The next quilt was the flower basket on the tin-roofed barn above--which was my favorite for it's rough weathered beauty. Next we spotted this newer barn with the Bowtie pattern painted in bright orange, green and yellow: As I mentioned earlier, we made this trip in mid-December so there were Christmas decorations out. Look closely at the barn and you'll see a simple star over the quilt. At night it's quite common to see barns lit with these huge stars. A lovely sight when you're driving through the country on a winter's night.

We were having good luck with our barn quilt hunt. In less than 100 miles we spotted five barns with quilt paintings--all very different. The next one was in a small community by the highway. It was painted to resemble print fabric which would commonly be used for quilts:

Once we got into Pike County we had to leave the main highway and drive this narrow road to the end of Joe's Creek hollow. If we met an oncoming car, one driver would have to pull off the road--please not me--to let the other car pass. My Aunt Draxie, who is in her late 80s, lives alone on the family homeplace which is nearly a hundred years old. She is a true mountain woman in the best sense. She is a keen quilter so after lunch we admired her latest creations, including this pansy appliqued quilt top: Aunt Draxie was really enjoying sharing her quilts so we kept digging through the quilt chest and found this treasure. This embroidered muslin bedspread was over a hundred years old and had been a gift to my Aunt Draxie from her aunt. This cover would have only been used for special occasions like when the house was cleaned for Sunday or when company came. I was fascinated by the embroidery stitches--quite different from modern embroidery, perhaps because of the heavy thread used many years ago.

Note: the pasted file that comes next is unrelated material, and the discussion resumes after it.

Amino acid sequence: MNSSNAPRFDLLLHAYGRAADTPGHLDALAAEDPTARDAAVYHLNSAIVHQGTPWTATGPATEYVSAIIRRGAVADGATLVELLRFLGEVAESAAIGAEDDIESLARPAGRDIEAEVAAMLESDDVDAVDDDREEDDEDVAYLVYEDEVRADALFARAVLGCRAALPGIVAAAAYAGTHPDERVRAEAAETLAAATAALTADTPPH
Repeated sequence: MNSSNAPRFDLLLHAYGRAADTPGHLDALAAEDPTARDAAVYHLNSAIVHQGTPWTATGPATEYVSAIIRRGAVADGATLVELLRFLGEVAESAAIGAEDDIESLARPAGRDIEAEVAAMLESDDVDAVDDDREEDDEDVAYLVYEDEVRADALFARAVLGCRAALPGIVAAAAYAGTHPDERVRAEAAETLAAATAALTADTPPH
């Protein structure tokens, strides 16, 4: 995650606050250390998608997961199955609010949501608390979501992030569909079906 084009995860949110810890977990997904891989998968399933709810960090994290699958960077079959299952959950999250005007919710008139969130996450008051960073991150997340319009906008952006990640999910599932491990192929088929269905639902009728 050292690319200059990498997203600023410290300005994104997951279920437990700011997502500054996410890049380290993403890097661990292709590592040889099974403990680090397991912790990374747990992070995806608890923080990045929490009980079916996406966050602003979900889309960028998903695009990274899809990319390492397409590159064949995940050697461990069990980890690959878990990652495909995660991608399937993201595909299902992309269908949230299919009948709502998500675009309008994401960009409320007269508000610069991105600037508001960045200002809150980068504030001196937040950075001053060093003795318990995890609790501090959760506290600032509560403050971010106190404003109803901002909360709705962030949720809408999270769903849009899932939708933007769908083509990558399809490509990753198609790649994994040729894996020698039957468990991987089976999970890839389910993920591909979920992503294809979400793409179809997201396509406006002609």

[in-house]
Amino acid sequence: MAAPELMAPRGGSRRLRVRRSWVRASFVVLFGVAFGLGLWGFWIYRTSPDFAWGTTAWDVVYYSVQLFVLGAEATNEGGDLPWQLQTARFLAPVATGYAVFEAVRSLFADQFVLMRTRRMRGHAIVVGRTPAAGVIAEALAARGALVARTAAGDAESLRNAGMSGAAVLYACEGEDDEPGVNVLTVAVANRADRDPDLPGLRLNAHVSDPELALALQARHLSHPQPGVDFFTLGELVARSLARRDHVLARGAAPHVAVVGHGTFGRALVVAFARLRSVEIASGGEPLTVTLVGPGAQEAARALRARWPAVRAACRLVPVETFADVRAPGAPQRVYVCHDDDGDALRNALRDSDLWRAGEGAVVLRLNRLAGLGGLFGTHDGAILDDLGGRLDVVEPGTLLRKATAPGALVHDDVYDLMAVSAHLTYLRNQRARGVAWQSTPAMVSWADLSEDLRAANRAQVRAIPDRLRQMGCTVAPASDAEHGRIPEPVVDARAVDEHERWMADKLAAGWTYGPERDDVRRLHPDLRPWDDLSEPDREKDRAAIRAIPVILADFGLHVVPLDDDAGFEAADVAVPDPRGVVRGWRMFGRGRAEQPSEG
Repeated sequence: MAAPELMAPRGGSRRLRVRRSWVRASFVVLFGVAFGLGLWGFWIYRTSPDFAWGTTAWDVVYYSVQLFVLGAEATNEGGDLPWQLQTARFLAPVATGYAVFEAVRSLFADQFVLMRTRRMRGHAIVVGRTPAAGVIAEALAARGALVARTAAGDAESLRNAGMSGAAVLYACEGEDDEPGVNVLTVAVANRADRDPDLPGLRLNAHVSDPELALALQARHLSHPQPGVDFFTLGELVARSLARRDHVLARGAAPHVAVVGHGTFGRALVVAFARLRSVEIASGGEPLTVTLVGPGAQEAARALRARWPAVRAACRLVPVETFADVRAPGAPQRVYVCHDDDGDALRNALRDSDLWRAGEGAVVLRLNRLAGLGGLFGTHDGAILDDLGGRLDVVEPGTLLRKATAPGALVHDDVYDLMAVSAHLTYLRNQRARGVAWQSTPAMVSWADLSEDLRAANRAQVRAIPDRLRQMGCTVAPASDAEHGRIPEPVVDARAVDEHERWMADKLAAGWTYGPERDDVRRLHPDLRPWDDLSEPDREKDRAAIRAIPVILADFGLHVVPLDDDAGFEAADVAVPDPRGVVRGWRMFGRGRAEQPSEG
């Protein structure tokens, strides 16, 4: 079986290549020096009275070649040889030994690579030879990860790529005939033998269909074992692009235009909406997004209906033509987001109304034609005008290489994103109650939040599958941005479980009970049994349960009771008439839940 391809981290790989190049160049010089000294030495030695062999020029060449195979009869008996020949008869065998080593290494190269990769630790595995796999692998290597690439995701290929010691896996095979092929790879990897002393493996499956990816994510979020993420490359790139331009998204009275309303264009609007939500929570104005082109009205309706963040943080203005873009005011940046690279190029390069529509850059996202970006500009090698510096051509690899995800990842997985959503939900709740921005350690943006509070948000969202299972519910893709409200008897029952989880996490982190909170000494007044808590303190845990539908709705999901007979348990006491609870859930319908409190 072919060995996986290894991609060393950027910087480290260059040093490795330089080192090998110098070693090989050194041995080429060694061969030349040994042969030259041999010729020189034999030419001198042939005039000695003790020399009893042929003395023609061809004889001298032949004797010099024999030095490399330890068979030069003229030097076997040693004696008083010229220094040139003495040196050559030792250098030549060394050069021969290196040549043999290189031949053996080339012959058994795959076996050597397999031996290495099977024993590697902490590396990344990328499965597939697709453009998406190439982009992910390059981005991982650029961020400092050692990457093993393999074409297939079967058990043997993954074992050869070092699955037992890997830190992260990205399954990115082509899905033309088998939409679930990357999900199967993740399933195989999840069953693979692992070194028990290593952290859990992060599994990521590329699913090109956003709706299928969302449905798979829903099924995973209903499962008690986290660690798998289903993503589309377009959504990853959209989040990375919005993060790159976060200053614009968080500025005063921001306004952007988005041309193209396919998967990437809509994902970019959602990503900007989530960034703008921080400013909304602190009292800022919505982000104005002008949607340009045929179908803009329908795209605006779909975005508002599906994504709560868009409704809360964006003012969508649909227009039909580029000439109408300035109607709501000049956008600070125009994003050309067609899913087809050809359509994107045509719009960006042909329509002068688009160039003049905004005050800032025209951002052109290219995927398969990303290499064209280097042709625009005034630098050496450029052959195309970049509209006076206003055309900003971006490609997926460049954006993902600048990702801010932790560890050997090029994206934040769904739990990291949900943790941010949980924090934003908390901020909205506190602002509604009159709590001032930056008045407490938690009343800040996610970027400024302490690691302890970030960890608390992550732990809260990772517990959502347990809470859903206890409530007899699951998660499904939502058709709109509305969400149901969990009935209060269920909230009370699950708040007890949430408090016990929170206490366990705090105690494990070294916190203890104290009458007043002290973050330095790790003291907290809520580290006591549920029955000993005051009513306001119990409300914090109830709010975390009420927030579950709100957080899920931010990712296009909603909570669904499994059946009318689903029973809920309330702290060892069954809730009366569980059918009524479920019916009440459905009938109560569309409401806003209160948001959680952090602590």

Late in the day we reluctantly left my Aunt Draxie and drove into Pikeville so my sister could see her old apartment building. She was satisfied with just a passing look at the building and said she was happy to be a city "girl" in Louisville. We drove back home and before leaving the KY-460 Quilt Trail we ended the barn quilt search with this last example, a patriotic red, white and blue:Although I've been a city dweller for over thirty years, these beautiful quilts and visiting my dear Aunt Draxie reminded me that I'll always be proud of my mountain roots.

Note: if you are interested in learning more about barn quilts, the Kentucky Arts Council has published Kentucky Quilt Trails Views and Voices which describes the community by community establishment of these quilt trails by folk art scholars. The book includes pieces by both literary and visual artists describing the impact of quilts on rural life in Kentucky. It also includes interviews with the families who participated in the project--how they chose the patterns for their barns, its significance to the family, the history of the barn itself. The introduction to the book is written by Silas House, a rising young Kentucky writer. House has earned national critical acclaim for his novels such as Clay's Quilt , The Coal Tattoo, and A Parchment of Leaves.


Jan n Jer said...

Very interesting Faye...I just learned something new...this would be a trip I would love to do...those old barns with the quilts painted on are so rustic and quaint. Its always so nice to go back to our roots and stir up good memories. Thanks for sharing something I never knew!